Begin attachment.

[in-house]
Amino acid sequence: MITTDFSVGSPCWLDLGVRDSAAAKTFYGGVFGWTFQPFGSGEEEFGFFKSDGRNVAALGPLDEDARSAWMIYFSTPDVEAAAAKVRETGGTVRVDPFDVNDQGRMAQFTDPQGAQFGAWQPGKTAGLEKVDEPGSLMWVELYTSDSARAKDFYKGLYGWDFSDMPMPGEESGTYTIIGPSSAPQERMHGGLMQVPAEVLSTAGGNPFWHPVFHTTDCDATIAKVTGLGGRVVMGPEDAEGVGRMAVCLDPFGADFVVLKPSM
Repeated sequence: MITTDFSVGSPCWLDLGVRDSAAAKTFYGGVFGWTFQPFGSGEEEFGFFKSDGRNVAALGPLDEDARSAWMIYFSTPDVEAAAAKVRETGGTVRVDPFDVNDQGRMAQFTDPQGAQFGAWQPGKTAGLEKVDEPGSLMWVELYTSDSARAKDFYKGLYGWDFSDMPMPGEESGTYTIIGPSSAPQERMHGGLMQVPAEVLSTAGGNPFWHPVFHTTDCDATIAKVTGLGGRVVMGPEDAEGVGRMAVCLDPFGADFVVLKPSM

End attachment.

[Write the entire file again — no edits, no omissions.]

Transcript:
[in-house]
Amino acid sequence: MITTDFSVGSPCWLDLGVRDSAAAKTFYGGVFGWTFQPFGSGEEEFGFFKSDGRNVAALGPLDEDARSAWMIYFSTPDVEAAAAKVRETGGTVRVDPFDVNDQGRMAQFTDPQGAQFGAWQPGKTAGLEKVDEPGSLMWVELYTSDSARAKDFYKGLYGWDFSDMPMPGEESGTYTIIGPSSAPQERMHGGLMQVPAEVLSTAGGNPFWHPVFHTTDCDATIAKVTGLGGRVVMGPEDAEGVGRMAVCLDPFGADFVVLKPSM
Repeated sequence: MITTDFSVGSPCWLDLGVRDSAAAKTFYGGVFGWTFQPFGSGEEEFGFFKSDGRNVAALGPLDEDARSAWMIYFSTPDVEAAAAKVRETGGTVRVDPFDVNDQGRMAQFTDPQGAQFGAWQPGKTAGLEKVDEPGSLMWVELYTSDSARAKDFYKGLYGWDFSDMPMPGEESGTYTIIGPSSAPQERMHGGLMQVPAEVLSTAGGNPFWHPVFHTTDCDATIAKVTGLGGRVVMGPEDAEGVGRMAVCLDPFGADFVVLKPSM